High frequency trading improves market fairness
Monday, 9 December 2013 11:55am

High frequency traders (HFTs) improve market fairness by reducing end-of-day price dislocation, new research from the Capital Markets Cooperative Research Centre (CMCRC) has found.

CMCRC examined data from 22 exchanges from around the world, from 2003-2011 and found that the presence of HFT decreases the probability of end-of-day (EOD) dislocation by 21%.

The report also found that HFT was associated with a decrease in the total trading value surrounding each suspected dislocation, by at least 42% relative to the average size of the total trading value, suggesting that the mere presence of HFT participants in a marketplace may discourage EOD dislocation.

"EOD prices are often used to determine the expiration value of directors' options, the price of seasoned equity issues, evaluate broker performance, calculate net asset values of mutual funds, and compute stock indices," CMCRC chief executive and co-authors of the report Professor Mike Aitken said.

"So on the one hand there's clear incentive to manipulate the closing price by ramping end-of-day trading to push the closing price to an artificial level. However, EOD dislocation could also simply reflect price pressure brought on by the fact that the market is about to close for 18 hours. Either way, EOD dislocation of prices is not a good look for markets."

The data showed that in the presence of HFT, EOD price dislocation was also less pronounced on specific dates when EOD price dislocation was most likely to experience manipulation, including dates when options expire and the end of month/quarter calendar dates.

According to CMCRC, HFT accounts for around 50%-70% of equity trades in the US, 40% in Canada, and 35% in London.

Electronic, algorithm-based trading has been in use since the 1970s but concerns have escalated in recent years as improvements in technology have allowed trades to happen ever-faster rates speeds.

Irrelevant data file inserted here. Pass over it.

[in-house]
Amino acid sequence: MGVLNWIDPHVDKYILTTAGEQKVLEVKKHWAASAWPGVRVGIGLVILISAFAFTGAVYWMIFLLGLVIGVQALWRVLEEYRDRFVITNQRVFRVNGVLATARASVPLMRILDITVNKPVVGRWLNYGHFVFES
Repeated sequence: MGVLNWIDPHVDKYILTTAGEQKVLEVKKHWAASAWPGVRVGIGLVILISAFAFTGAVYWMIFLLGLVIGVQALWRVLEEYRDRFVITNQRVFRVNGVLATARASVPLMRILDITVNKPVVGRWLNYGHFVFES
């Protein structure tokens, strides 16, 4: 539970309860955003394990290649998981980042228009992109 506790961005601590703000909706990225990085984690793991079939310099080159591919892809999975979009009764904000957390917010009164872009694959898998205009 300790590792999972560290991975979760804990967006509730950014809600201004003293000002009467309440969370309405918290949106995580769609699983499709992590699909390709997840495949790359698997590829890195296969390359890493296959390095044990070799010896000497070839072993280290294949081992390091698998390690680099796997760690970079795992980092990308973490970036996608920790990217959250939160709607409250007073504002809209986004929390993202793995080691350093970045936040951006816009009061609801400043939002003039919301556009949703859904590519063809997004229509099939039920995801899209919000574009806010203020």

Opponents of the practice say that it gives traders an unfair advantage, manipulates markets and causes unexplained crashes.

While an Australian Securities and Investments Commission (ASIC) taskforce into HFT said in March that fears are unfounded, the regulator has recently introduced new disclosure rules in a bid to improve transparency.

Professor Aitken said that policy mechanisms, including trading rules, surveillance and enforcement, appeared to have had less of an effect in mitigating EOD price dislocation than HFT, suggesting that the market may indeed be capable of disciplining itself.

"There is an established negative relationship between liquidity and EOD prices (i.e. the higher the liquidity the harder it is to manipulate or the less prices will move) and that HFT by either providing additional liquidity at these points (or because market participants know that HFT are present in a marketplace) appears to reduce EOD dislocation, whether it is caused by fair means or foul."

1 comment on this article
Christopher J Tubby from T 1 Con Ltd wrote: